Former ELF quarterback Aaron Ellis leads Japan’s Dentsu Caterpillars to brink of X League promotion

In the world of international American football, Europe and Japan stand as the two opposing pillars. Both have rich histories but vastly different cultures, rarely crossing with one another. The debate over which offers a higher level of competition remains one of the sport’s most divisive talking points.

Quarterback Aaron Ellis can now count himself among the fortunate few who have straddled both poles of football’s global poles. The University of Saint Francis product had been living the life of a European journeyman since 2019, suiting up for six different teams in five countries, but opted to go a little further afield this fall, joining the Dentsu Caterpillars.

“I heard great things about the level of play in Japan and I was looking for a chance to prove myself,” Ellis said of his decision to leave Europe. “Plus, I’ve always been fascinated by Japanese culture as a history teacher.”

The move has been a wildly successful one, both for the quarterback and his new team. With a 28-20 victory over the AsOne Black Eagles this past weekend, the Caterpillars have claimed the X1 Area championship with a 6-1-0 record and now sit poised for promotion to Japan’s top league, the X1 Super, for the first time.

Ellis, meanwhile, has flourished as a player. He has paced the rest of the X1 Area with 1,528 passing yards and 17 touchdowns in seven games. While the game came easily to him, adjusting to life in Japan did have its challenges.

“Culturally, it was definitely a big adjustment,” the quarterback admitted. “It was really hard my first month here, as Tokyo can make you feel isolated as a foreigner. But my team did an amazing job helping me and I’m thankful I have an offensive coordinator and a few offensive guys that speak great English.”

Prior to his arrival in Japan, Ellis put together an eclectic football resume. He began his career in Denmark with the Frederikssund Oaks, playing five games before the team was forced to withdraw from the league due to a player shortage. He spent the cancelled 2020 season with the Ostrava Steelers of the Czech League, before returning to Denmark for a brief stint with the Sollerod Gold Diggers.

Frederikssund Oaks QB Aaron Ellis Photo: Mikkel Bo Rasmussen/1st Down Photo

It was at that stage that Ellis received his big break, being called upon as a mid-season quarterback replacement for the ELF’s Stuttgart Surge. It was a challenging season for the organization, but the 27-year-old acquitted himself well, throwing for 1,173 yards, nine touchdowns and seven interceptions despite being sacked 33 times in seven games.

From there, Ellis joined a star-studded Bucharest Rebels team that rolled to a Romanian championship, before jumping to the Telfs Patriots of Austria to lead the number one passing offense in that country.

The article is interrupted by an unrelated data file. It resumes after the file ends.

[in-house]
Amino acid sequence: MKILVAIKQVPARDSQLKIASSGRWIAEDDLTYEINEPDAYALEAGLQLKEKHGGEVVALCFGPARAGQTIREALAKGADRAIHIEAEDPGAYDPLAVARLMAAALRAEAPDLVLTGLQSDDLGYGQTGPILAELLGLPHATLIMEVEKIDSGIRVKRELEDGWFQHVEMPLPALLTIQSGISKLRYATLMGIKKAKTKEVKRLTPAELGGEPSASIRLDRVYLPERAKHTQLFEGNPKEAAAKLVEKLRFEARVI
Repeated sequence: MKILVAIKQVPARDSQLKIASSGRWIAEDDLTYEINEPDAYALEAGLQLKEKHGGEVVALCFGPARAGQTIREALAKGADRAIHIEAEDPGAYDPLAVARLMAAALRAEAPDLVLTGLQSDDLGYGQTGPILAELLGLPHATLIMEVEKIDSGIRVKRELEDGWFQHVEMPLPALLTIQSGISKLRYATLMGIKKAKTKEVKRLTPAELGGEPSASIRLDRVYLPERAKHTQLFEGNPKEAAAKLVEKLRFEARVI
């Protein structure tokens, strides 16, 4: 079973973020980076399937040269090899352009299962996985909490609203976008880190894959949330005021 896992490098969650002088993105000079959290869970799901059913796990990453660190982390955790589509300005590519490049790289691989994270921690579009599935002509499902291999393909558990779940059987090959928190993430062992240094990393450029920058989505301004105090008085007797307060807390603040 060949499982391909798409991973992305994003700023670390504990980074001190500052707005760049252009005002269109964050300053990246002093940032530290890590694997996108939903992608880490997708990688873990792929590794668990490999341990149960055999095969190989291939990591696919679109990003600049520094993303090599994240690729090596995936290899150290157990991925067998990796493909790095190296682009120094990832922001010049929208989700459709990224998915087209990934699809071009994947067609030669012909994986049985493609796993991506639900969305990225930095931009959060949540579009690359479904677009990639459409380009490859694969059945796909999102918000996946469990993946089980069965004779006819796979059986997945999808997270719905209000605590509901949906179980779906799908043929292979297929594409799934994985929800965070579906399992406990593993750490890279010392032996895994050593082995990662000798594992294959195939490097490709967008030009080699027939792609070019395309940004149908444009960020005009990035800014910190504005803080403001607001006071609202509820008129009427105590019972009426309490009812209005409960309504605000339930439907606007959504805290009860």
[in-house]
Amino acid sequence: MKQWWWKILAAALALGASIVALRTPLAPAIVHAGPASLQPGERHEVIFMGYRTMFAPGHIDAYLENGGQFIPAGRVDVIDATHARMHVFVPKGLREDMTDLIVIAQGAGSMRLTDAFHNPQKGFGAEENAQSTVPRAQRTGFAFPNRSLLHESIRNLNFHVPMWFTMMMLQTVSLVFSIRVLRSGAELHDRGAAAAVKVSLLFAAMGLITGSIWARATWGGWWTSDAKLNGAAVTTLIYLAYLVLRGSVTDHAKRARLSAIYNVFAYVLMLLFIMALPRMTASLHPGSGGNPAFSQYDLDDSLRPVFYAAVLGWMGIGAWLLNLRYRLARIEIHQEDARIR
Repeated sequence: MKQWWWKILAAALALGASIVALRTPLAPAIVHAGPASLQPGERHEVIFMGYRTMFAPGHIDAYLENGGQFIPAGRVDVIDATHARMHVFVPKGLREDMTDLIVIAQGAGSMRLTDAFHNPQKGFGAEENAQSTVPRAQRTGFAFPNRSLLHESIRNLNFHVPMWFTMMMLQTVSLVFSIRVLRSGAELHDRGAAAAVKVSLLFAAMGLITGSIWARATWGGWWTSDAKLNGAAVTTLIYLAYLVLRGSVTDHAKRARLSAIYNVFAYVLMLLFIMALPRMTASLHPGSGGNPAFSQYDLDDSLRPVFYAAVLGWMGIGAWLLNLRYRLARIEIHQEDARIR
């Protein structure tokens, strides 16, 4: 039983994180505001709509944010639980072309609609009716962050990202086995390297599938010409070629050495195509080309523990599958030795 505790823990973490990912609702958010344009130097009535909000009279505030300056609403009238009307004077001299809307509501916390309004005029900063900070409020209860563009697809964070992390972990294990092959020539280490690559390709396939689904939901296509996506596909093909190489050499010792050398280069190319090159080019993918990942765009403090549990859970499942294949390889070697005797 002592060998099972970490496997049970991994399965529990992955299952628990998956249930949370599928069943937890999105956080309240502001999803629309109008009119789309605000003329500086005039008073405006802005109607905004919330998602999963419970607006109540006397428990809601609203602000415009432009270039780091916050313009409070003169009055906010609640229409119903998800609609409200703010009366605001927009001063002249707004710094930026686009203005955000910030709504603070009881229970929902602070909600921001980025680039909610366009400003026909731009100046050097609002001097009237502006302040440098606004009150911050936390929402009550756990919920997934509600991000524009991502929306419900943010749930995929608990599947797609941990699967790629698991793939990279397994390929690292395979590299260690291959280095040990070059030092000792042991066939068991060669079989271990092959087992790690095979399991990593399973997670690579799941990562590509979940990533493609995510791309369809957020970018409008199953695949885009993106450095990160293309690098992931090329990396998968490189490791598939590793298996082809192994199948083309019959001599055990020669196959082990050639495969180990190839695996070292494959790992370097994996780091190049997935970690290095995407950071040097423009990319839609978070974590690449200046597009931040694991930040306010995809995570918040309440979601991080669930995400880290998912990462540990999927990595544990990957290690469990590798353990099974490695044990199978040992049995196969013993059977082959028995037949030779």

His breadth of international experience leaves Ellis uniquely qualified to judge the merits of second division Japanese football compared to the rest of the world. Most importantly, he is one of the few who can offer insight on how it stacks up against the ELF, which hopes to lay claim to the title of the top league outside North America so long held by the X-League.

“I personally love football out here in Japan,” Ellis said, noting that the two leagues offer different styles of play because of Japan’s well-established college system.

“In the ELF, you’ll find the more individually talented and athletically gifted players, but in Japan, you’ll find a much more disciplined version of football with players that have a very high football IQ. The Japanese work ethic is something you won’t experience in most countries. It’s been fun playing against some great, disciplined defenses.”

Photo: Veronika Lercher

The quarterback considers his time in Japan to be among the most rewarding of his career, tied with his experience playing for the Telfs Patriots. He has signed a contract to return to Austria to be with that team for their upcoming season but would seriously consider coming back to Tokyo in the future.

In the meantime, his focus remains on winning the Caterpillars’ upcoming promotion game. A victory would be just the latest in a string of recent successes for Ellis-led teams and he is happy to see more teams taking notice of what he can do — regardless of the league or country.

“I believe I bring a level of leadership, competitive edge, football IQ and a commitment to the growth of the team that can greatly benefit an organization and help take them over the hump,” he said.

For Dentsu, that hump will take place on December 10 when they take on the All Mitsubishi Lions for the coveted berth in the X1 Super.

J.C. Abbott is a student at the University of British Columbia and amateur football coach in Vancouver, Canada. A CFL writer for 3DownNation, his love of travel has been the root of his fascination with the global game.